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Star Wars Trilogy: Apprentice of the Force Package Art

Star Wars Trilogy: Apprentice of the Force

With the release of the original Star Wars Trilogy on DVD this week, it would only be smart to bring a few Star Wars video games. While the GameCube may not be receiving the treat that is Star Wars: Battlefront on the Xbox and PlayStation 2, Nintendo fans may be pleased to see that we werenít completely ignored. Not completely, anyway. Star Wars Trilogy: Apprentice of the Force does a great job at capturing the essence of the original Star Wars Trilogy, and could easily make a nice companion to the collectorís set. While it doesnít offer a whole lot in terms of gameplay, it could be worth checking out if youíre a Star Wars fan. In fact, it is definitely a lot better than recent GBA efforts within the Star Wars universe.


Players may find a unique visual style in Star Wars Trilogy: Apprentice of the Force. In fact, if anyone finds a resemblance to Prince of Persia: The Sands of Time, it would make sense. After all, Ubisoft implemented the revolutionary Game Boy Advance engine in this title. However, with the amount of detail to the character sprites and overall world, they seem to have set the bar a bit higher. It may not be apparent in the earlier levels, but once players move onto Episode V and acquire their first lightsaber, it becomes quite clear. Although it may not be the best looking action, or Star Wars, game on the Game Boy Advance, itís easily one of the smoothest on the handheld. Luke and his opponents seem to move at a brisk pace, which brings the action to an even higher level. The background elements found within each level can become a little bland, but the amount of color is great and really brings out the details. To say that Apprentice for the Force is a great looking game may be a bit of a stretch, but itís well made and executed nicely.


What more could one expect in a Star Wars title? The sound effects are authentic, the music is gripping and inspiring, and R2-D2 is still so darn cute and cuddly. Donít be expecting superior production values, though. After all, it is a GBA title. In comparison to other games we put it up against Ubisoft seems to have done a good enough job. Itís all about the lightsaber. Itís the one sound effect that anyone could remember or even recreate using simply their mouths and a broomstick. Good stuff, overall.


In most all Star Wars games that have been released on the Game Boy Advance donít require a great deal of explanation when it comes to play mechanics. The same can be said for Star Wars Trilogy: Apprentice of the Force. Players take on the role of Luke Skywalker, and only Luke Skywalker, through each episode of the original trilogy. Thatís episodes four through six: A New Hope, Empire Strikes Back, and Return of the Jedi. The course of events is similar to the movie, but for all intents and purposes, itís been a little scaled down for the video game. In fact, casual gamers may be skilled enough to complete the game while watching the first movie. Itís unfortunate, but at least it can be fun while it lasts.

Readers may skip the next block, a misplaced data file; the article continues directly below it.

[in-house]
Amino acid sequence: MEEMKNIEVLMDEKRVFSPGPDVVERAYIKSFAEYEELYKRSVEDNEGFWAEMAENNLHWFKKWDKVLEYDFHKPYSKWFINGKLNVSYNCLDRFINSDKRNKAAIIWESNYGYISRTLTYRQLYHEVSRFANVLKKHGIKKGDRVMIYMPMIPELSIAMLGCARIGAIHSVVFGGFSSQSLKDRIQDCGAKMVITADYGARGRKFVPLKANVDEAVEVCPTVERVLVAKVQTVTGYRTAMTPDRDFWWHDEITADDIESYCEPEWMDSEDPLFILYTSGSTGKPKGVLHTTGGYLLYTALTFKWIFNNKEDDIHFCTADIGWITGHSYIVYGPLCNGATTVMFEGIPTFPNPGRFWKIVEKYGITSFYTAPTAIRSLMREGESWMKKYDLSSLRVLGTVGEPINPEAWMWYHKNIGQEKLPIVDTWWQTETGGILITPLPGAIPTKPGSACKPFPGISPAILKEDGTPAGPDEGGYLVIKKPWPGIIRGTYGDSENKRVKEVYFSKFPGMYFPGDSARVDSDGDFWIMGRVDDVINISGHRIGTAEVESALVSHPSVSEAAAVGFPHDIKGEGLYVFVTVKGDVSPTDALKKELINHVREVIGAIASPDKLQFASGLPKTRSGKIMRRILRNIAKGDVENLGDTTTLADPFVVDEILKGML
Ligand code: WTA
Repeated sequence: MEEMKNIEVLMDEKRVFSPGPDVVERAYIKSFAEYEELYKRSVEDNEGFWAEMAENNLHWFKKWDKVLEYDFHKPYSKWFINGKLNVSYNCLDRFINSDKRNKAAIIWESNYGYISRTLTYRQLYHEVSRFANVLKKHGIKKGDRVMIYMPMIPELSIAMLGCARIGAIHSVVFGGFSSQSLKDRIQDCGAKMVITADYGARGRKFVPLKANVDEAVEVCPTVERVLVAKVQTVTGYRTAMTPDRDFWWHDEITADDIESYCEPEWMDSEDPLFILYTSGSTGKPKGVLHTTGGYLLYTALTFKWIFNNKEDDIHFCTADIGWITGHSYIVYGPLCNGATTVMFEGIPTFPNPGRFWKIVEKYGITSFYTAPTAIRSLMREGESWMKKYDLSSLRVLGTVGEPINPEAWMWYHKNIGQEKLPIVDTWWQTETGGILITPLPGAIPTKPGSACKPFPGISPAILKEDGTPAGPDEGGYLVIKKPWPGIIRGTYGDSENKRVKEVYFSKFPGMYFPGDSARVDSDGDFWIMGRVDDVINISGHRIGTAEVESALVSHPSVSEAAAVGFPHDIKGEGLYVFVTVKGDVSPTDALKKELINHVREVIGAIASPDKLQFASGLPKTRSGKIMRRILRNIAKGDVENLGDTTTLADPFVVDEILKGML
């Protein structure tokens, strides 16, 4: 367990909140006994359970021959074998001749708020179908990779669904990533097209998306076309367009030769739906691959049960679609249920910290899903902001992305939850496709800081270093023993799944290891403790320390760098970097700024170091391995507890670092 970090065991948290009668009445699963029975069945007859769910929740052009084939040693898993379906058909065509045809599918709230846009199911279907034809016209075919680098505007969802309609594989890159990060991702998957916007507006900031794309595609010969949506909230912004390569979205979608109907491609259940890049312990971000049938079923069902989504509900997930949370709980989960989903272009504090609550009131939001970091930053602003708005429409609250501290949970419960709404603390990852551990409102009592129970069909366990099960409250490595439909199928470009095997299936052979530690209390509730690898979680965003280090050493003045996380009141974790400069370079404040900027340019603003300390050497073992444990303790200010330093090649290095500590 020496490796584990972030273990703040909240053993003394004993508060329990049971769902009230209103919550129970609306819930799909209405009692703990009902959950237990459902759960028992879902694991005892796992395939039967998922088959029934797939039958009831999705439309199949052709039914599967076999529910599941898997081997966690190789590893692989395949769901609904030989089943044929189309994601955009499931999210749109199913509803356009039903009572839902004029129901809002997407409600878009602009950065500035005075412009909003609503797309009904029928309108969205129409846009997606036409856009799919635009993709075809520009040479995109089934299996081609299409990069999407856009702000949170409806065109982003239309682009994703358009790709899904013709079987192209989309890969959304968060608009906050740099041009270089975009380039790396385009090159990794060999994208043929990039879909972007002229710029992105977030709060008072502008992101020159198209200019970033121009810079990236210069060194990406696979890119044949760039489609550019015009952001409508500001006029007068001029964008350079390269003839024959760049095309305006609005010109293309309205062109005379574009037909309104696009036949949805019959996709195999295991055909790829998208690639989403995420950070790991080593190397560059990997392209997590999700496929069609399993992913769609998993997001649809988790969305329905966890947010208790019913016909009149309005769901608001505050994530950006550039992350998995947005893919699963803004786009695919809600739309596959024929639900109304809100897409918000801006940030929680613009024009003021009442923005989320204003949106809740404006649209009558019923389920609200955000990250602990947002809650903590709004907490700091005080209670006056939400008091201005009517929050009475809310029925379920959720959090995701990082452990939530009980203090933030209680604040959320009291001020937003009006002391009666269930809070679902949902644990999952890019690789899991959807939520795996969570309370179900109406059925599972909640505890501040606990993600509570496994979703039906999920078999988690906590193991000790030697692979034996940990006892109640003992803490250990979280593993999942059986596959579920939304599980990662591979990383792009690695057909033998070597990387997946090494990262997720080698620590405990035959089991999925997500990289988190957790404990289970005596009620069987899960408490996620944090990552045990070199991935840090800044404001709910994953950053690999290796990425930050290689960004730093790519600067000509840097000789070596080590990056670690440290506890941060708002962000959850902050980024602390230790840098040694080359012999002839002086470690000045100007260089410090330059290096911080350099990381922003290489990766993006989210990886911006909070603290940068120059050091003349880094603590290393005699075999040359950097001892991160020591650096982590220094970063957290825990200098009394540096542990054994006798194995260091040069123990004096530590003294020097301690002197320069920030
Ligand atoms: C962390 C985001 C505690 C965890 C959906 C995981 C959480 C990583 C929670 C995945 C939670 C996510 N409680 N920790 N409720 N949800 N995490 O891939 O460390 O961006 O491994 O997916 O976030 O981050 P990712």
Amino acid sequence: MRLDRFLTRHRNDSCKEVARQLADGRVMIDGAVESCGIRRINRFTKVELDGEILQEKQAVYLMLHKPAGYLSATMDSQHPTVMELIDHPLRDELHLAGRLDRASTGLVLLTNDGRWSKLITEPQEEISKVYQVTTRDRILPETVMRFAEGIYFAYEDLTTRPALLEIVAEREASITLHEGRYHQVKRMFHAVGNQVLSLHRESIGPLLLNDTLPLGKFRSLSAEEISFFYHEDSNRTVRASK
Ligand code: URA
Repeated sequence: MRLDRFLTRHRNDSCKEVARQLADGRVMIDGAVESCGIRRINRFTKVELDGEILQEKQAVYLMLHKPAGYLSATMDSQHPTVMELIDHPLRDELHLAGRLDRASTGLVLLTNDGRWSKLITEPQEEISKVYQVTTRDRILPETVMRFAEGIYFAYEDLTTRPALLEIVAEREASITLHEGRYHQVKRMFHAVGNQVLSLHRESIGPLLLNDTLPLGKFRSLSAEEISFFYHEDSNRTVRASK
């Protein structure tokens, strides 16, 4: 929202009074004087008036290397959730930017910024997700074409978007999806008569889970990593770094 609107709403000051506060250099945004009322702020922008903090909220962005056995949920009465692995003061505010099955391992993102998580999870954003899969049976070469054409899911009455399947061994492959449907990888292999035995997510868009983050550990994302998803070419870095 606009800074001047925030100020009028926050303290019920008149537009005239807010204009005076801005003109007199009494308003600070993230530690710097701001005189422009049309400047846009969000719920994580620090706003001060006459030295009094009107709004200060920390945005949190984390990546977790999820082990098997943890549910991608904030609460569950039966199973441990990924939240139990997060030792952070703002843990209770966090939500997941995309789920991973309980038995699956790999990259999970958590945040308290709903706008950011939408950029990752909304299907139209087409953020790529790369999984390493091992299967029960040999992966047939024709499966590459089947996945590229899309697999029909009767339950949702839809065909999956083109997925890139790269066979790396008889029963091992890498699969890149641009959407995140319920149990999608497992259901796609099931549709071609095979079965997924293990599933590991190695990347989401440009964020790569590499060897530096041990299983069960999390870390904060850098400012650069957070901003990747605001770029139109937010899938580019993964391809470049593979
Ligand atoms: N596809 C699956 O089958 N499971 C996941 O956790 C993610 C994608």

Most of the game is set in the traditional side-scrolling action/adventure genre of gaming. Starting out, Luke is simply a common dweller of Tatooine, armed only with a blaster pistol. Things donít necessarily get interesting until the end of Episode IV, when Luke hops into the X-Wing and takes down the Death Star. The simplicity of Apprentice of the Force is seen through the amount of lives they grant you, which are infinite as a matter of fact. Although the game offers a decent challenge, the fact that you have as many ďre-dosĒ as youíd like nulls the challenge considerably. However, it is much less frustrating than starting each level, or Episode, over again and again.

Once you get the lightsaber in the start of Empire Strikes Back, combat throughout the game becomes much more interesting. Thereís nothing more pleasing than slicing through wampas en masse. Force powers also come into play in a much larger way in this episode with Force Push and even later into Episode VI with Force Speed, a Matrix-like power that slows down action while you lay waste to the opposition. After dueling with Darth Vader a couple of times and then reaching the climax of the original trilogy, the approximate game time could average at only a few hours. In fact, thereís a little graph in the pause menu that marks your progress through the trilogy. Once that bar began to fill up quickly, we definitely saw that weíd be in for a short game.


Ever wanted to dogfight with your buddy? How about a dogfight with your buddy using X-Wings? Okay, so what about a dogfight with your buddy using X-Wings on your Game Boy Advance? Yeah, have you crunched those numbers lately? Well, nowís your chance since itís available here with single cartridge play. Is it enough to keep the game running longer than a day or two? Not really. Itís fun as all hell, though.


Star Wars Trilogy: Apprentice of the Force will make an excellent companion to your Star Wars Trilogy DVD purchase on Tuesday. This also applies if youíre picking up Battlefront as well. However, it is definitely not the longest, or the greatest, Game Boy Advance title available. The production values here are well put together, but considering the extremely small length, we can only recommend it to rabid Star Wars fans. Face it, though, if youíre picking up the DVD set, youíre a rabid Star Wars fan. Donít expect anything near the greatness that is JVCís Super Star Wars Trilogy on the SNES, though. Those standards are set way too high. May the force be with you.

final score 7.2/10

Staff Avatar Austin Starr
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"If life's not beautiful without the pain / well I'd just rather never ever even see beauty again"

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